Three years into the American Civil War, in 1864, the dilapidated mansion of Miss Martha Farnsworth's Seminary for Young Ladies is still running, occupied by the matriarch, a teacher and five students in Spanish moss-draped Virginia. However, when a young student stumbles upon Corporal John McBurney, a wounded Union deserter on the verge of death, the already frail balance of things will be disrupted, as the hesitant headmistress decides to take him in to heal from his injury. Little by little, as the unwelcome guest arouses an uneasy sexual excitation among the women of the secluded boarding school, it is not before long that they will find themselves competing for the alluring man's favour. Undoubtedly, this handsome devil is a manipulator, nevertheless, will the ladies stay forever beguiled by his charm?Written by
The Beguiled is a yawn-fest. Or, act two is a great time for a nap
Honestly, I can appreciate a slow building drama that takes its time to build characters. Unfortunately, this remake of the film gives us very little in the way of conflict or tension after the setup and introduction of the characters.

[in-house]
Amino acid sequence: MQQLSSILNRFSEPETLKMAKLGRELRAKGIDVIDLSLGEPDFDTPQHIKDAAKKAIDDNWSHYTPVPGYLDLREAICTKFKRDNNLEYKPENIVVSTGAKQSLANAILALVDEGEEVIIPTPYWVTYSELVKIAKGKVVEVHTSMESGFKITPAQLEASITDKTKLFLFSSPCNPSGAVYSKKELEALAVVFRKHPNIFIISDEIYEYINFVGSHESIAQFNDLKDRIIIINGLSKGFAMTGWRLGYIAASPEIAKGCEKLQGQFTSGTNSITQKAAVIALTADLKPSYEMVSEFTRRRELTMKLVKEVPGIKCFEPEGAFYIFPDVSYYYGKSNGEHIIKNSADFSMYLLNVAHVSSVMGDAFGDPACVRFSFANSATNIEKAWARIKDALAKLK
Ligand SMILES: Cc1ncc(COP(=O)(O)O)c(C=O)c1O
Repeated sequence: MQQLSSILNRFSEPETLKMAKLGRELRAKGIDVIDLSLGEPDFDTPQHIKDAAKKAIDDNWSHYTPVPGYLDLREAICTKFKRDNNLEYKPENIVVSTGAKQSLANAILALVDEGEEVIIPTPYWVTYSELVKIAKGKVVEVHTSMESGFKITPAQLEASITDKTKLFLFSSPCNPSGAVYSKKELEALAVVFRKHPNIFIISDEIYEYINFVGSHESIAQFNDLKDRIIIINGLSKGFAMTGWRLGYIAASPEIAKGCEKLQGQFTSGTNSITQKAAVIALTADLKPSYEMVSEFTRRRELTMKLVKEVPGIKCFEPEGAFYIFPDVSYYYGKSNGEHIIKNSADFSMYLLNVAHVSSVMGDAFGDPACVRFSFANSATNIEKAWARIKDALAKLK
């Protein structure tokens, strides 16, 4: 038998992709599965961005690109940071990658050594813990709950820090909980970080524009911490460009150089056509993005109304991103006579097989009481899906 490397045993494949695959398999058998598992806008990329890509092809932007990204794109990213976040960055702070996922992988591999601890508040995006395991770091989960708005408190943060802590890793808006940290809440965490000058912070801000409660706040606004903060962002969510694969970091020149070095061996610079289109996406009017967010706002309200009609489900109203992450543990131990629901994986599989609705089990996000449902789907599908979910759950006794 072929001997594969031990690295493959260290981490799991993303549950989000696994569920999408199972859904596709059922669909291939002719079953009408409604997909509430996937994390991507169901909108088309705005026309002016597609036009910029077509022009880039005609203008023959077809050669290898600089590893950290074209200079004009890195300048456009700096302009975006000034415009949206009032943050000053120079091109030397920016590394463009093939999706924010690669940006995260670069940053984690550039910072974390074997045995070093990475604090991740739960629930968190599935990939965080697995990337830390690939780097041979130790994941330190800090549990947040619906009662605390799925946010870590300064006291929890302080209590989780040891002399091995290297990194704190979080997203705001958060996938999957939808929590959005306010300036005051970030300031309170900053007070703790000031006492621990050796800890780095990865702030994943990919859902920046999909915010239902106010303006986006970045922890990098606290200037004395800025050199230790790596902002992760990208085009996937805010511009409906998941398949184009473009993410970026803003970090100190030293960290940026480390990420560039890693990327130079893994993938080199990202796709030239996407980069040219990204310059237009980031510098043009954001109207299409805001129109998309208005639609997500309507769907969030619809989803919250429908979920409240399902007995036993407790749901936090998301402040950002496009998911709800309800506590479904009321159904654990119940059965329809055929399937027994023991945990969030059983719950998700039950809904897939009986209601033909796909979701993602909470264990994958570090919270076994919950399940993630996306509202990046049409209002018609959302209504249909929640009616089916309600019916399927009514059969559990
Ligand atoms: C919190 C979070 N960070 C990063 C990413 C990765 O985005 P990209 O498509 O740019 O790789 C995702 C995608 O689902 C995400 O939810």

There is some decent acting here from the cast, but I found it nearly impossible to see any detail in their faces due to the choice of shooting in very low light or artificially creating the effect in post. While I can't place blame entirely on the film as our local theater may have had issues with their projection system. Still, I prefer to see the expressions in actor's faces, otherwise I might as well be listening to a radio play.
The film could have been a full stop brighter and adding some fill light on the faces still would have allowed the look to be dark and drab as it was apparently intended.
By the time we get to the third act we still aren't rooting for our protagonist and frankly it's not completely clear until the climax that it's supposed to be Kidman's character. The editing is unimpressive.
This remake of "The Beguiled" isn't anything special. I suspect the jurors who awarded Coppola "Cannes Best Director Award" must have not have seen the film. For me it was best summed up by a phrase I overheard by a nearby audience member, "Is that it?". Yes... I'm afraid so.
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